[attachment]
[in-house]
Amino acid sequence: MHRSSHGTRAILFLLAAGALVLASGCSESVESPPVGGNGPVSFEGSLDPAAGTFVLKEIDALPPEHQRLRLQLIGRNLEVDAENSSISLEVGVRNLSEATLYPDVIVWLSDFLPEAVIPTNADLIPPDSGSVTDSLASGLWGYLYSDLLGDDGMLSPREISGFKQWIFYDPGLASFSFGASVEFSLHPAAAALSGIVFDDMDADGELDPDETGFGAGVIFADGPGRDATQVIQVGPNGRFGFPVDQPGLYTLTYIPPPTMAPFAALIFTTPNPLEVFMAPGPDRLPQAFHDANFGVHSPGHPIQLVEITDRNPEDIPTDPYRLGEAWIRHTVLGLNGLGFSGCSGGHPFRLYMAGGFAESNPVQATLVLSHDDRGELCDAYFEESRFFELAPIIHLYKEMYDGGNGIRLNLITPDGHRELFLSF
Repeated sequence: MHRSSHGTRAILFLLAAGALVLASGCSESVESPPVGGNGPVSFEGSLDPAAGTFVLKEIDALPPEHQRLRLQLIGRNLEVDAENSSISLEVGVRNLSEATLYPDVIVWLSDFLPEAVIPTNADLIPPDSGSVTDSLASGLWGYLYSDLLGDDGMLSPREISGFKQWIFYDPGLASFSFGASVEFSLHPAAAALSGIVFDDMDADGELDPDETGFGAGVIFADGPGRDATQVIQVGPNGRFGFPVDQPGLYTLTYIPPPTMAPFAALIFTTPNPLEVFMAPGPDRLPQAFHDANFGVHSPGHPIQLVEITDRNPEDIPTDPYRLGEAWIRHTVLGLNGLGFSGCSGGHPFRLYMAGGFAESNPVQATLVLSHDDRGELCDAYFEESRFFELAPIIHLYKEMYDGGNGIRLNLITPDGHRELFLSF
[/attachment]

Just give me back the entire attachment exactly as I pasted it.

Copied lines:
[in-house]
Amino acid sequence: MHRSSHGTRAILFLLAAGALVLASGCSESVESPPVGGNGPVSFEGSLDPAAGTFVLKEIDALPPEHQRLRLQLIGRNLEVDAENSSISLEVGVRNLSEATLYPDVIVWLSDFLPEAVIPTNADLIPPDSGSVTDSLASGLWGYLYSDLLGDDGMLSPREISGFKQWIFYDPGLASFSFGASVEFSLHPAAAALSGIVFDDMDADGELDPDETGFGAGVIFADGPGRDATQVIQVGPNGRFGFPVDQPGLYTLTYIPPPTMAPFAALIFTTPNPLEVFMAPGPDRLPQAFHDANFGVHSPGHPIQLVEITDRNPEDIPTDPYRLGEAWIRHTVLGLNGLGFSGCSGGHPFRLYMAGGFAESNPVQATLVLSHDDRGELCDAYFEESRFFELAPIIHLYKEMYDGGNGIRLNLITPDGHRELFLSF
Repeated sequence: MHRSSHGTRAILFLLAAGALVLASGCSESVESPPVGGNGPVSFEGSLDPAAGTFVLKEIDALPPEHQRLRLQLIGRNLEVDAENSSISLEVGVRNLSEATLYPDVIVWLSDFLPEAVIPTNADLIPPDSGSVTDSLASGLWGYLYSDLLGDDGMLSPREISGFKQWIFYDPGLASFSFGASVEFSLHPAAAALSGIVFDDMDADGELDPDETGFGAGVIFADGPGRDATQVIQVGPNGRFGFPVDQPGLYTLTYIPPPTMAPFAALIFTTPNPLEVFMAPGPDRLPQAFHDANFGVHSPGHPIQLVEITDRNPEDIPTDPYRLGEAWIRHTVLGLNGLGFSGCSGGHPFRLYMAGGFAESNPVQATLVLSHDDRGELCDAYFEESRFFELAPIIHLYKEMYDGGNGIRLNLITPDGHRELFLSF